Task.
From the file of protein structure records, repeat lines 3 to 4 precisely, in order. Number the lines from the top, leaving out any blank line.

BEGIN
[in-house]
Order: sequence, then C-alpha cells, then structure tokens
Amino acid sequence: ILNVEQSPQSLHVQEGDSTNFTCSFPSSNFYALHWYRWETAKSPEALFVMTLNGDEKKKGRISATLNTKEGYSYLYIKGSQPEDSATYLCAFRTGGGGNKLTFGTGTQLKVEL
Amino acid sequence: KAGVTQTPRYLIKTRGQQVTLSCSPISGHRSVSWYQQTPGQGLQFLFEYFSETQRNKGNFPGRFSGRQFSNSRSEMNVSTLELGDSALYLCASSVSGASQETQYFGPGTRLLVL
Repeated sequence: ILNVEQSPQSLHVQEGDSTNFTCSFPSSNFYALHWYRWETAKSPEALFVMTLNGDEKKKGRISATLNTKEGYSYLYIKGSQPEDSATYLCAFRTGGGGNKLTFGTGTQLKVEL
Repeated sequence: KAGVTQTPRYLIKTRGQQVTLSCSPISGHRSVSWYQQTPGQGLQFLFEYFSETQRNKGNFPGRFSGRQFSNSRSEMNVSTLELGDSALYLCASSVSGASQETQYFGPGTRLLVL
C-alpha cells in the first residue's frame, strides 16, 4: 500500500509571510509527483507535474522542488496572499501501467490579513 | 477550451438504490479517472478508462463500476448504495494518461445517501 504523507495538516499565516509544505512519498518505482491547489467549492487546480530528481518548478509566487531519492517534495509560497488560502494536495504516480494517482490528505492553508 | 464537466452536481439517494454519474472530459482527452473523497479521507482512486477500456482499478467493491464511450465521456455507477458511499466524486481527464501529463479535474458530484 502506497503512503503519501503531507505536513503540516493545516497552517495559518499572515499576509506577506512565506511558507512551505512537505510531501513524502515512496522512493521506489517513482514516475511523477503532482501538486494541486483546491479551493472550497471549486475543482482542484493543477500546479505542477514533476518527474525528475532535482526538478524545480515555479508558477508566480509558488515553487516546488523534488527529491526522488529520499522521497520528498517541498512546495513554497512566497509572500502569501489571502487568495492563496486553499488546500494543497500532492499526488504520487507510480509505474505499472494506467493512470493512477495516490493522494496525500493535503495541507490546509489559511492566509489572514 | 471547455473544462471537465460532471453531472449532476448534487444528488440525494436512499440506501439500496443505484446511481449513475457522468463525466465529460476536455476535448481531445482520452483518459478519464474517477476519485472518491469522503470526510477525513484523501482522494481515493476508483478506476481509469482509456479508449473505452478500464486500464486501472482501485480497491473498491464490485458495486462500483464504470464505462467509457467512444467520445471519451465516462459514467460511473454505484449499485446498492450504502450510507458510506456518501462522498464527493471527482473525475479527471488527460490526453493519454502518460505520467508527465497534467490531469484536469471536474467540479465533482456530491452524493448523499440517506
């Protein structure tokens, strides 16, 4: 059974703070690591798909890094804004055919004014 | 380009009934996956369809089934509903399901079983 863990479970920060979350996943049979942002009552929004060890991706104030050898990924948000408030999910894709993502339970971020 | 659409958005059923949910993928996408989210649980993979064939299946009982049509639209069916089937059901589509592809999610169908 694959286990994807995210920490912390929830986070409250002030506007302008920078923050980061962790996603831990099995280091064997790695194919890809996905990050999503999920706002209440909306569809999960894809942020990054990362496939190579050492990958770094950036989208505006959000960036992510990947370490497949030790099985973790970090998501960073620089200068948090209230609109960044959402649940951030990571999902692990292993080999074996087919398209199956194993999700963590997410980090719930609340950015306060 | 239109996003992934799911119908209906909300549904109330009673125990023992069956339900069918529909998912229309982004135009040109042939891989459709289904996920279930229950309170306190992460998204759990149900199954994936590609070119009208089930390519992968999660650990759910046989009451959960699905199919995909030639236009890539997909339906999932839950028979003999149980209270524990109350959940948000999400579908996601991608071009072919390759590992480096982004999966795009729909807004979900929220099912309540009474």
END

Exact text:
Amino acid sequence: ILNVEQSPQSLHVQEGDSTNFTCSFPSSNFYALHWYRWETAKSPEALFVMTLNGDEKKKGRISATLNTKEGYSYLYIKGSQPEDSATYLCAFRTGGGGNKLTFGTGTQLKVEL
Amino acid sequence: KAGVTQTPRYLIKTRGQQVTLSCSPISGHRSVSWYQQTPGQGLQFLFEYFSETQRNKGNFPGRFSGRQFSNSRSEMNVSTLELGDSALYLCASSVSGASQETQYFGPGTRLLVL